(SportsNetwork.com) - Memo to the NBA - if the Brooklyn Nets underachieve,
owner Mikhail Prokhorov will make changes.
It started early with the canning of Avery Johnson on Dec. 27 after he was
named Eastern Conference Coach of the Month for October and November.
P.J. Carlesimo took over, earned Brooklyn the fourth seed in the east, then
lost to a Chicago Bulls team with a traveling MASH unit in Game 7 in Brooklyn.
Changes were needed and Prokhorov authorized GM Billy King to make them.
And boy did he.
The Nets brought in future Hall of Famers Kevin Garnett and Paul Pierce from
the Boston Celtics. The C's wanted to rebuild and jettisoned these two, and
reserve guard Jason Terry, for a slew of salary dumps and oodles of draft
The story went that if Pierce opted out of his contract with Boston, Garnett
would retire. Pierce had to convince Garnett to give it one more go for a ring
"I'm no longer a Boston Celtic. I'm a Brooklyn Net, and that's what it is
right now," a still shocked Pierce said at his introductory press conference
back in July. "It's a business, and at some point we all have to move on. And
I'm here to try to create some kind of legacy here in Brooklyn."
The next big change came when Jason Kidd, who retired after the season with
the New York Knicks, decided he would like to become the Nets head coach. King
interviewed him and agreed.
"Championship teams are built on being prepared, playing unselfishly and being
held accountable, and that's how I expect to coach this basketball team," Kidd
said. "I am truly excited about this next phase of my basketball career."
Kidd is a Hall of Fame lock as a point guard, but what kind of coach will he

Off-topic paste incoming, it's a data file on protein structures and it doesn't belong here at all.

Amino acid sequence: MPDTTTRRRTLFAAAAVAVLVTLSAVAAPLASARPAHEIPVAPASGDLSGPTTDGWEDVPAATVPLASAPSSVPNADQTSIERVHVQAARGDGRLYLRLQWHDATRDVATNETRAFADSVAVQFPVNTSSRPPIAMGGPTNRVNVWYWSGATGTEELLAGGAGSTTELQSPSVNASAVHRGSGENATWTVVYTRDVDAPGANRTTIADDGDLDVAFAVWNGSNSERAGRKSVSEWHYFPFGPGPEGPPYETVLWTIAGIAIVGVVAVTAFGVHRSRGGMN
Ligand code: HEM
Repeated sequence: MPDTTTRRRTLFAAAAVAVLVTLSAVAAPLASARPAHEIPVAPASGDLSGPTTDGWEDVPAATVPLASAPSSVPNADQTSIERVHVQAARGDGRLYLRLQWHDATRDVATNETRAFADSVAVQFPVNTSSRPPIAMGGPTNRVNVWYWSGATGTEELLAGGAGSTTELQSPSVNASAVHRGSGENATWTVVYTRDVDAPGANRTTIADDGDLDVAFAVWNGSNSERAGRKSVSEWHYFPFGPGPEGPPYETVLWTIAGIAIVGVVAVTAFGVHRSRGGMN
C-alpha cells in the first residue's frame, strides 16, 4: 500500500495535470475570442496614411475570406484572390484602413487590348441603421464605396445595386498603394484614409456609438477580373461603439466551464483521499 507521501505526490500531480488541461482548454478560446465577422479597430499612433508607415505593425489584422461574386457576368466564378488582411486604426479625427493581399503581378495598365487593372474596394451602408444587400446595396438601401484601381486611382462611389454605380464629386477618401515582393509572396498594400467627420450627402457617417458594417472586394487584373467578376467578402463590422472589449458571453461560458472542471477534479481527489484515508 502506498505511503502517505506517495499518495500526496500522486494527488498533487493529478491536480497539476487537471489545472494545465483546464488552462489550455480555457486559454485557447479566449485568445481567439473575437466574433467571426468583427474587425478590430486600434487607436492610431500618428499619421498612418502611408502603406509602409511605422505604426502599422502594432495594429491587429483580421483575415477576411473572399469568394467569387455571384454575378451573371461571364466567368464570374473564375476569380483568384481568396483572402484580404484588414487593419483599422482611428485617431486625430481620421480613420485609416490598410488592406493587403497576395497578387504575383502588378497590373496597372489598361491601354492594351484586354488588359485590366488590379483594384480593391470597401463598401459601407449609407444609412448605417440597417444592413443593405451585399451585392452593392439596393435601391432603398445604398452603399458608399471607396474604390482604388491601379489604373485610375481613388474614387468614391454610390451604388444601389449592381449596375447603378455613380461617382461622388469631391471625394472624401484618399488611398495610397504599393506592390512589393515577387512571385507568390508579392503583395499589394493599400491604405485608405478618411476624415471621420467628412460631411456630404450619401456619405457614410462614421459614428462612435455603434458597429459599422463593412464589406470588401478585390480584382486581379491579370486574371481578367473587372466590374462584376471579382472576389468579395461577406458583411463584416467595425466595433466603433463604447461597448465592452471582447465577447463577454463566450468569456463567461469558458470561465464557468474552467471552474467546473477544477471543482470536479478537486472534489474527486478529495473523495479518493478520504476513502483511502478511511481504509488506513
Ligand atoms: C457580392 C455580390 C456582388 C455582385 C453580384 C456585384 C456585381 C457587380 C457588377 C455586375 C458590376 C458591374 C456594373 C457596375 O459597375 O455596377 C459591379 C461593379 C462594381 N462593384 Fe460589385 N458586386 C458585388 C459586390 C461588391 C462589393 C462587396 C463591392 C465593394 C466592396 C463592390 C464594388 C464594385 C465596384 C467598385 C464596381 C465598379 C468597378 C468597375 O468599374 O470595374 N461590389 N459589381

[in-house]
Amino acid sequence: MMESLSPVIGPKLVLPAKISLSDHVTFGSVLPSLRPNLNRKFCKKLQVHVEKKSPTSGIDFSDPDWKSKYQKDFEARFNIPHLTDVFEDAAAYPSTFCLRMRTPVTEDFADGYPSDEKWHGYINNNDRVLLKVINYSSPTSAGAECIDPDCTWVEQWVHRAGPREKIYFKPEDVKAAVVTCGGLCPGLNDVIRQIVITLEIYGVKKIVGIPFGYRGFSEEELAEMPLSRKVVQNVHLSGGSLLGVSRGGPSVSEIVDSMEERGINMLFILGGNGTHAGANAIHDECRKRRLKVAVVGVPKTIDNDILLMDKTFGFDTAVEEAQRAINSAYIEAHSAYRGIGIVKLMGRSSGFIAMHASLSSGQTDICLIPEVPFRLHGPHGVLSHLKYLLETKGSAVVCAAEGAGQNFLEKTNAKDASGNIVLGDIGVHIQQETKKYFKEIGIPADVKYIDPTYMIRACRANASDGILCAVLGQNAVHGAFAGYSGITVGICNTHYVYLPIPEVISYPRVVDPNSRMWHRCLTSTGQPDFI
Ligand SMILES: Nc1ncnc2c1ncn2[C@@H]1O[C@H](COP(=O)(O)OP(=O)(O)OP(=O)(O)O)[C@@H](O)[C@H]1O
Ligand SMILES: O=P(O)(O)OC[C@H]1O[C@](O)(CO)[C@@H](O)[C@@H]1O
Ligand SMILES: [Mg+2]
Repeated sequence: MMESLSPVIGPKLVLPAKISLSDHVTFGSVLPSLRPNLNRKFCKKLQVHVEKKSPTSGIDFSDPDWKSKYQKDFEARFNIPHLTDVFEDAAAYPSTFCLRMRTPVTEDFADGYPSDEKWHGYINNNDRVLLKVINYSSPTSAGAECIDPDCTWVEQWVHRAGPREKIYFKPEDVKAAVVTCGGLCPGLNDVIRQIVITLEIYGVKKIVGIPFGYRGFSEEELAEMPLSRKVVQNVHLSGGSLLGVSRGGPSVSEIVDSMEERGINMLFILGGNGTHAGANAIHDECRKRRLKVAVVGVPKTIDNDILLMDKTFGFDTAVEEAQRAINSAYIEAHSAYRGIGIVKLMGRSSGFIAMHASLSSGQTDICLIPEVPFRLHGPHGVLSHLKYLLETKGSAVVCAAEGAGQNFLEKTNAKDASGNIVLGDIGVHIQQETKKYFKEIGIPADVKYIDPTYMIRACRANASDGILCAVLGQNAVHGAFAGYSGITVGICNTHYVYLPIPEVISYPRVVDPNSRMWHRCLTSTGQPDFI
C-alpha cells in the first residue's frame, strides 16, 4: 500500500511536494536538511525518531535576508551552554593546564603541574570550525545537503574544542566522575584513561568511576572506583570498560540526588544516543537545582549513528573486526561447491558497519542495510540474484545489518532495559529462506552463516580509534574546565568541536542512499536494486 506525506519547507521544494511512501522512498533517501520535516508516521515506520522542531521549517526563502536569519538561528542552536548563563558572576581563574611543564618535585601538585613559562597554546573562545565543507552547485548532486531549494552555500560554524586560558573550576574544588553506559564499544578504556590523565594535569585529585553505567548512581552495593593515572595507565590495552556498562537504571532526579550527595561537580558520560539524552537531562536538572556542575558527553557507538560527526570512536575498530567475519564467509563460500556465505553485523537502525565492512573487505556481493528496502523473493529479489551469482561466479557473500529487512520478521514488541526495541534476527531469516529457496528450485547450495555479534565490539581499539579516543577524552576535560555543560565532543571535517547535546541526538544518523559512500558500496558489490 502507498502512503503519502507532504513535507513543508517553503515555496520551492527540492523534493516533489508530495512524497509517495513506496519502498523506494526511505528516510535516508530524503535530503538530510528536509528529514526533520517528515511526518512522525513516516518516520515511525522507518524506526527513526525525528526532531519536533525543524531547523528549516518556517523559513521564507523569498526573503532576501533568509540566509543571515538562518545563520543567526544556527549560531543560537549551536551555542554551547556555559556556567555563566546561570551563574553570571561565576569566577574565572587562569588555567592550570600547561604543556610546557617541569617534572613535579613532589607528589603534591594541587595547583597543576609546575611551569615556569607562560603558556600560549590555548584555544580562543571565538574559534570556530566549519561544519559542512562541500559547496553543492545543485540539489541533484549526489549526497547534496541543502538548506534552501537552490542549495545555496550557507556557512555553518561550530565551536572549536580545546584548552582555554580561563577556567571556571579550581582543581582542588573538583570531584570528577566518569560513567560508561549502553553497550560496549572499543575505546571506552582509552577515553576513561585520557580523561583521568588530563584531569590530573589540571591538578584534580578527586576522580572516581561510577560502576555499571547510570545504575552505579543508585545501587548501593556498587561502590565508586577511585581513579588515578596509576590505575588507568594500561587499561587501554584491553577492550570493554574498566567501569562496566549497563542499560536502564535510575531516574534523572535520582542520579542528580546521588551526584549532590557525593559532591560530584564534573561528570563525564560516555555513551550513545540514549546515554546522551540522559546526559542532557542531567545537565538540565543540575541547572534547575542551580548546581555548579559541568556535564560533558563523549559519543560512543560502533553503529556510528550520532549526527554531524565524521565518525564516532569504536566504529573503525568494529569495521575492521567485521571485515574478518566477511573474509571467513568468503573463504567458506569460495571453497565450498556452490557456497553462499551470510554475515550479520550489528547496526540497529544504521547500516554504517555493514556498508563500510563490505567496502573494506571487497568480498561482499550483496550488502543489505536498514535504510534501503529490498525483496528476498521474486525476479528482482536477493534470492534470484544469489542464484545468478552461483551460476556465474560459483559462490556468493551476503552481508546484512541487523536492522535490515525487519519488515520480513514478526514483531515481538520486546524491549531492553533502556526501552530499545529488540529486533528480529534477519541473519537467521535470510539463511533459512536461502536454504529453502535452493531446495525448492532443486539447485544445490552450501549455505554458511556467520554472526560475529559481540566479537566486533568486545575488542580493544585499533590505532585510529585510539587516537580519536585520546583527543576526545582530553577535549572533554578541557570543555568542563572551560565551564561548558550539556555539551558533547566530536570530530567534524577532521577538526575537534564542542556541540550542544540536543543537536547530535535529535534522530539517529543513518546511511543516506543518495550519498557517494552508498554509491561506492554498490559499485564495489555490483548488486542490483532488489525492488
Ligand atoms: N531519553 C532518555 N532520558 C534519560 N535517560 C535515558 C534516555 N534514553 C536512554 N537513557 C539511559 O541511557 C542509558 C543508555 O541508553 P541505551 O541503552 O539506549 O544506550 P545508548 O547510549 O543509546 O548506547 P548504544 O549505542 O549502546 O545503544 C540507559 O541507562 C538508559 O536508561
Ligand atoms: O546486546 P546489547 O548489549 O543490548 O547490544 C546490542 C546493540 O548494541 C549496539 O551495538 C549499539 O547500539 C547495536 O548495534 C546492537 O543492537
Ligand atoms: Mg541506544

be? Who on earth knows, but he took a great first step in hiring former Nets
coach, Lawrence Frank, who got canned by the Detroit Pistons at the end of the
season, as an assistant.
Next up for the Brooklyn Summer of Love, came Andrei Kirilenko, the uber-
versatile forward who played with the Minnesota Timberwolves last season. The
rumor was that the San Antonio Spurs badly wanted AK-47, but he signed for
less money than was offered to go with his comrade, Prokhorov. That in turn
led to rumors that Prokhorov and Kirilenko authored some backroom, back end
deal, which is a no-no.
Three massive talents (four, maybe with Terry) were brought in during one
offseason. A coach, who went 35-19 was fired in favor of a former Nets star
with zero coaching experience. At least management kept three All-Stars in
the starting lineup with Deron Williams, Joe Johnson and Brook Lopez.
Safe to say Mikhail doesn't tolerate underachieving. He'll be spending an
awful lot in luxury tax to prove so.
2012-13 Results: 49-33, 2nd in Atlantic. Lost in East Quarterfinals
ADDITIONS: HC Jason Kidd, F Paul Pierce, F/C Kevin Garnett, G Jason Terry, F
Andrei Kirilenko, G Shaun Livingston, F Alan Anderson, F Mason Plumlee
PROJECTED STARTING FIVE:
PG- Deron Williams
SG- Joe Johnson
SF- Paul Pierce
PF- Kevin Garnett
C- Brook Lopez
KEY RESERVES: F Andrei Kirilenko, F/C Andray Blatche, G Jason Terry, F Reggie
Evans, G Shaun Livingston, F Alan Anderson, F Mason Plumlee
FRONTCOURT: Reggie Evans had a great season, averaging 11.1 rpg and agitating
every opposing player. But he and Gerald Wallace were not enough to lead
Brooklyn to anything meaningful.
That's where Pierce and Garnett figure in.
"I'm going to lead by example," Garnett told the team's website. "We all have
to sacrifice. I'm going to voice that."
Statistically, Pierce, 36, and Garnett, 37, didn't miss a beat last season.
Pierce (18.6 ppg, 6.3 rpg, 4.8 apg) and Garnett (14.8 ppg, 7.8 rpg) can still
influence games at both ends, especially on defense where Brooklyn ranked
23rd in opponents' field goal percentage. And, with proper rest, they both can
help an offense that came in 17th in field-goal percentage.
But, Pierce and Garnett were brought to Brooklyn to instill a winning
attitude. They have combined for 267 playoff games in their careers. The nine-
man rotation Carlesimo used in last season's first-round playoff exit combined